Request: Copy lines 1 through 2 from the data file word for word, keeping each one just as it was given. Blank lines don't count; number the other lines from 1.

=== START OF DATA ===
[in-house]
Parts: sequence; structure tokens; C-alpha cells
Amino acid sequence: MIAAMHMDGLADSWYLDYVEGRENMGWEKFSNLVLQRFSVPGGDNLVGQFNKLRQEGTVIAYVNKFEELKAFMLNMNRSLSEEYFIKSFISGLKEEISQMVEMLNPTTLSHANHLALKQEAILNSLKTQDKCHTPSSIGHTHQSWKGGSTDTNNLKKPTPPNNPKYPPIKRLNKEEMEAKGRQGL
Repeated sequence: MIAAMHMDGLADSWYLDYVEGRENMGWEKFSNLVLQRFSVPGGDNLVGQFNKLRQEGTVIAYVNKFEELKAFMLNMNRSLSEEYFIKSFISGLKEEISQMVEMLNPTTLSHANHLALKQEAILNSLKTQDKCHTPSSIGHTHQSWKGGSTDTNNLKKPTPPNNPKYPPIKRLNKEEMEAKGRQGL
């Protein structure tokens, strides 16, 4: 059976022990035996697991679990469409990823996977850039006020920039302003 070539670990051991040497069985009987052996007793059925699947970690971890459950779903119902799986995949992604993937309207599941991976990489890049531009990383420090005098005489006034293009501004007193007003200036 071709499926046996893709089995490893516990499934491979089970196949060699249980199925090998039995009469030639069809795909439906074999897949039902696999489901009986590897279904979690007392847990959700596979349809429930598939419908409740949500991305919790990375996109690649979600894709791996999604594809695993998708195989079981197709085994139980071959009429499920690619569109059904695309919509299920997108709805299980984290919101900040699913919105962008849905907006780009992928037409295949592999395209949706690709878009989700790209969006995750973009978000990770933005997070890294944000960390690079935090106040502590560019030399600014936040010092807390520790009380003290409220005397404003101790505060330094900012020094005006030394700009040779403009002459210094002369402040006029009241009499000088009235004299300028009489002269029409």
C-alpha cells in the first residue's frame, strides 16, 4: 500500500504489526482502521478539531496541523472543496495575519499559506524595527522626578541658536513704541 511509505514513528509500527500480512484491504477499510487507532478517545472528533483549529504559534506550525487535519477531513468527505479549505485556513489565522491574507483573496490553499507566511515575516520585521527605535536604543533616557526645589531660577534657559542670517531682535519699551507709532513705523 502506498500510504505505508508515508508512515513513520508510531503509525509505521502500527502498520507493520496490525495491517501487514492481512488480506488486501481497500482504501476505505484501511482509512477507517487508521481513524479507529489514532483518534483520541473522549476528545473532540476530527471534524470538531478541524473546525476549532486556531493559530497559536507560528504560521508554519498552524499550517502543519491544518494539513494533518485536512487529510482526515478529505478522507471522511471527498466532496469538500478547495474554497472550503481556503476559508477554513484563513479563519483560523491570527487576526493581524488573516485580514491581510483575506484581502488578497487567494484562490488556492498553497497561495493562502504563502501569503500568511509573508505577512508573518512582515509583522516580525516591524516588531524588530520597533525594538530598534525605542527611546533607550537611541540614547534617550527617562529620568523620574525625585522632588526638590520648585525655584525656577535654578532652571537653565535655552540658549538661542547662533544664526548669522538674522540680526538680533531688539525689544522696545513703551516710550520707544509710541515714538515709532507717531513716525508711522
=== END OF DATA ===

[in-house]
Parts: sequence; structure tokens; C-alpha cells